United States confirms Al-Shabab attack on U.S. base in Kenya
LAMU, Kenya - The U.S. military has confirmed that there has been an Al-Shabaab attack on a military base in Kenya's Lamu county that houses some American military personnel, Garowe Online reports.
Kenyan Defense Forces said bodies of four bodies of Al-Shabaab members have been found outside Camp Simba, hours after a fierce gunfight between KDF and the militants.
The Al-Shabaab militants raided the base which plays host to elite US Submarine troops and the Kenya Defense Forces (KDF), Department of Defense said.
Camp Simba is located at the coastal county of Lamu, which borders Somalia to the Northeast and the Indian Ocean to the East.
U.S. Africa Command acknowledged there was an attack at Manda Bay Airfield, Kenya and is monitoring the situation.
KDF says the attack was repulsed
Importantly, the US and Kenya use the base for sophisticated training of their military especially on the fight against pirates and terrorists.
Col. Paul Njuguna, the KDF spokesman, termed the raid as an "unsuccessful security breach" at Manda Air Strip, where military planes land.
"This morning at around 5:30 am an attempt was made to breach security at Manda Air Strip," said the military spokesperson.
The attempted breach, he said, "was successfully repulsed." Adding that "Four terrorist bodies have so far been found. The airstrip is safe".
Multiple sources confirmed that the militants stormed the base from the Hindi area in the region before opening fire aiming at the camp.
The huge smoke emanating from the base, Col Njuguna added, was caused by the fire from fuel tanks within the military base.
"The fire has been put under control and standard security procedures are now on-going," he said, without elaborating further.
Al-Shabaab disconnected power
Al-Shabaab militants disconnected power within the vicinity, causing power outage within and outside the base, witnesses said.
Hindi areas neighbors the notorious Boni Forest, which has been earmarked as the hotbed of terrorists breeding ground by the government of Kenya.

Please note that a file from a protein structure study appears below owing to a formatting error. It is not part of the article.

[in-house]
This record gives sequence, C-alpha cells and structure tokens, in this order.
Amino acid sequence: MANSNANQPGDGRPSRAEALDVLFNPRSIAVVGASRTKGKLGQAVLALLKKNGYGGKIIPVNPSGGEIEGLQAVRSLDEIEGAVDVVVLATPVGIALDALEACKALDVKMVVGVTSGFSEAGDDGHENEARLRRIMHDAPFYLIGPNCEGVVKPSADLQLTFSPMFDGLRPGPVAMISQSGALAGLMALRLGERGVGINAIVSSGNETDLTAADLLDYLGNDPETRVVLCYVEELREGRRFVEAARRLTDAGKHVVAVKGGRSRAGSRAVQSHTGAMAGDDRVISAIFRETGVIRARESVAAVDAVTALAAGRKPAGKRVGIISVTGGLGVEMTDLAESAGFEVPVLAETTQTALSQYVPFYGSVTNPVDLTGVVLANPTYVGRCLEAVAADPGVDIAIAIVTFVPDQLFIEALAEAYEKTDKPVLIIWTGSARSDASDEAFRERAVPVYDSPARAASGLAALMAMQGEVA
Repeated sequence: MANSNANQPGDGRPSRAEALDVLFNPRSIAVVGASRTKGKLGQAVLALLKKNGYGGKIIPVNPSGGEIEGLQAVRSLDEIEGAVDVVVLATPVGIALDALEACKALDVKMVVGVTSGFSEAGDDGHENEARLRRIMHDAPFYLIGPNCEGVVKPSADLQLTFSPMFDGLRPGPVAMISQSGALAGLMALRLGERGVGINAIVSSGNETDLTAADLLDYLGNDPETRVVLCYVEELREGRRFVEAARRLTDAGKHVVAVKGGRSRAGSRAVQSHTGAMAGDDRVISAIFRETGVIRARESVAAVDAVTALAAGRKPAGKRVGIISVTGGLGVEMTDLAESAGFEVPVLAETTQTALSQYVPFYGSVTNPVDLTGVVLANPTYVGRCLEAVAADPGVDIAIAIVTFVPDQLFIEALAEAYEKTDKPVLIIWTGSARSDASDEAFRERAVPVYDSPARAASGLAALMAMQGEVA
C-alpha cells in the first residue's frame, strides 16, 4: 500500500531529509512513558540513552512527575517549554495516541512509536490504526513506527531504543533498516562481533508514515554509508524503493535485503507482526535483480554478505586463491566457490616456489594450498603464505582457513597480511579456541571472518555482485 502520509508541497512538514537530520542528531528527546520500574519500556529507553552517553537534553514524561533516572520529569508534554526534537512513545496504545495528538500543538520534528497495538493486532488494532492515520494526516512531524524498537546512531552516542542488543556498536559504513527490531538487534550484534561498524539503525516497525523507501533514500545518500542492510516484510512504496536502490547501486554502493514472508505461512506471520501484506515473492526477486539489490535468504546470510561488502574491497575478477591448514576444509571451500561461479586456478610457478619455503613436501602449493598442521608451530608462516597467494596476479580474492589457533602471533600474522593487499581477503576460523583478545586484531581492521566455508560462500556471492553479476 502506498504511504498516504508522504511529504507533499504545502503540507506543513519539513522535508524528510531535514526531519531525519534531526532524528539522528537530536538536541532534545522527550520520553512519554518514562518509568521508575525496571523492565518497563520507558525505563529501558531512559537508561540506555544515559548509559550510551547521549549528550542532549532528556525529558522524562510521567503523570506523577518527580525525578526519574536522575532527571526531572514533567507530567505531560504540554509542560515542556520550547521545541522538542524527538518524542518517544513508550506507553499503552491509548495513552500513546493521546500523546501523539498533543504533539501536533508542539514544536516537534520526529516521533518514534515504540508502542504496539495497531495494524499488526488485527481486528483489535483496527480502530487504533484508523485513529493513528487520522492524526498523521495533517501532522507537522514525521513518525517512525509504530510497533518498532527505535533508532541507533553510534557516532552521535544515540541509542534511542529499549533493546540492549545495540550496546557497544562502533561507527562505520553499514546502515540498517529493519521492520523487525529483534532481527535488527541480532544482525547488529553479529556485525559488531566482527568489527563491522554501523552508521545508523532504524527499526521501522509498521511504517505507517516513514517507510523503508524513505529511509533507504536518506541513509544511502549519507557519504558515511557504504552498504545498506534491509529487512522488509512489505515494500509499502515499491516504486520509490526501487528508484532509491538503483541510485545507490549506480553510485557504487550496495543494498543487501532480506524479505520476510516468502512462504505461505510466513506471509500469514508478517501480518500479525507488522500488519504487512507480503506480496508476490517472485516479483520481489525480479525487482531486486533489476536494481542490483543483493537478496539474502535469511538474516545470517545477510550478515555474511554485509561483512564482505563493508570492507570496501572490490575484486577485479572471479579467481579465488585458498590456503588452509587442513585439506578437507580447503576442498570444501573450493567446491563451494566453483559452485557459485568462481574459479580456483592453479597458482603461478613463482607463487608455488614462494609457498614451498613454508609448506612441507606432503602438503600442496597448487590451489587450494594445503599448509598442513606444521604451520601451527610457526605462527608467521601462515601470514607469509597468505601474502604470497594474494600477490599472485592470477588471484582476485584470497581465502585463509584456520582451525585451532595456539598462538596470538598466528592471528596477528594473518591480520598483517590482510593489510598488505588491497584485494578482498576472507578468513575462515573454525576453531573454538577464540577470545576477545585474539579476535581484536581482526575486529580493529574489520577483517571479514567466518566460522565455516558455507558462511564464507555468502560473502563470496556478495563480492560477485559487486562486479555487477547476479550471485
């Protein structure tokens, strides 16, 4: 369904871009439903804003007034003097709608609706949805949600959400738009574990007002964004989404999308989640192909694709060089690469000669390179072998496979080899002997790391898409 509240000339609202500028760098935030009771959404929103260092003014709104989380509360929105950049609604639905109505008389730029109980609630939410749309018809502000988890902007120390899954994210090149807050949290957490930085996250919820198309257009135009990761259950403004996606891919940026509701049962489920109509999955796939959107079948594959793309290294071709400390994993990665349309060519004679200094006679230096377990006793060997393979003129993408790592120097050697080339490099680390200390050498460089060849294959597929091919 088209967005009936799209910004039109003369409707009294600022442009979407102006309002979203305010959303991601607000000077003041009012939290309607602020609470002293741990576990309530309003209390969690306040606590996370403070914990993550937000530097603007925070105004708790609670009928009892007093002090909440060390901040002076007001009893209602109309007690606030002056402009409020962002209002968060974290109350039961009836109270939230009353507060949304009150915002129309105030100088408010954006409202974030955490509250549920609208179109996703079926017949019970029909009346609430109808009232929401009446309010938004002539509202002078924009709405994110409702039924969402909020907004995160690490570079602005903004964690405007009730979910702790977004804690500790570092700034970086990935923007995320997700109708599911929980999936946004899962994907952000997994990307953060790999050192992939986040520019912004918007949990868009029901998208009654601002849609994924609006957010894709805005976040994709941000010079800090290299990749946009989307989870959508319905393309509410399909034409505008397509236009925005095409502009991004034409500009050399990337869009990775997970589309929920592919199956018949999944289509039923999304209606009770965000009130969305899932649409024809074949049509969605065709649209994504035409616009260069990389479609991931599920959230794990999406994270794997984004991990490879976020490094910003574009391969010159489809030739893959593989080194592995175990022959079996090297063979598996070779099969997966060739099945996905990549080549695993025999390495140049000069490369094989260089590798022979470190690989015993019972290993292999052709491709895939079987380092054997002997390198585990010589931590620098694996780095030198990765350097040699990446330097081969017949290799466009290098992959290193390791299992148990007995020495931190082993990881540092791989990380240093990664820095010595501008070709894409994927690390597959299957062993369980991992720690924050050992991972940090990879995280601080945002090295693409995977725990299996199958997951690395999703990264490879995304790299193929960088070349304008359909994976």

Since 2016, multi-agency from the KDF and other security forces within Kenya have camped in the region in a bid to destroy militants training bases.
The government has reported numerous positives since then, detonating dozens of explosives and training equipment in the forest.
Al-Shabaab claims responsibility for the attack
In a statement on Sunday, Al-Shabaab claimed responsibility for the attack, adding that several military equipment was destroyed.
Al-Shabaab claimed: "In the early morning on Sunday, an elite group of soldiers from Harakat Al-Shabaab launched a daring dawn raid at a US Naval base known as Camp Simba."
The militants also claimed that both Kenya and the US suffered heavy casualties during the raid, which comes a day after the US killed a top Iranian commander, Gen Qassem Soleimani.
However, Al-Shabaab did not confirm the alleged numbers of soldiers affected during the "successful raid" that targeted Americans.
"Fighters covertly entered the enemy lines, successfully stormed the heavily fortified military base and have now effectively taken control, inflicting casualties on both American and Kenyan troops," read the statement.
No mention of casualties by KDF
Although Col Njuguna confirmed the death of four suspected militants, he largely maintained that the attack was repulsed, hence possibly, no casualties on both the Americans and KDF.
Irungu Macharia, the Lamu County Commissioner, also confirmed the attack at the Naval Base, adding that the attack started at 4 am local time.
He said, "KDF (Kenya Defence Forces) are dealing with the criminals who invaded the camp since 4 am today."
Kenya is a strategic ally of the US in East Africa, and the two nations have carried joint training to strengthen their military especially the Navy and Air Force.
Second attack in 48 hrs in Lamu
On Thursday, the militants attacked three buses near the region within Lamu County, killing three passengers aboard one of the buses.
But in a swift response, the KDF team fired back, killing at least four militants besides injuring dozens who have since been sighted seeking treatment in Lamu.
Kenya has since beefed up security within the US embassy in Nairobi and other related buildings following Iran's revenge threats.
The attempted raid at the US Naval Base comes just two months after a similar attack flopped at the Ballidogle army in Somalia.
In 1998, Al-Qaida waged a deadly attack at the US embassy in Nairobi, killing 214 people. Sudan has since promised to compensate victims.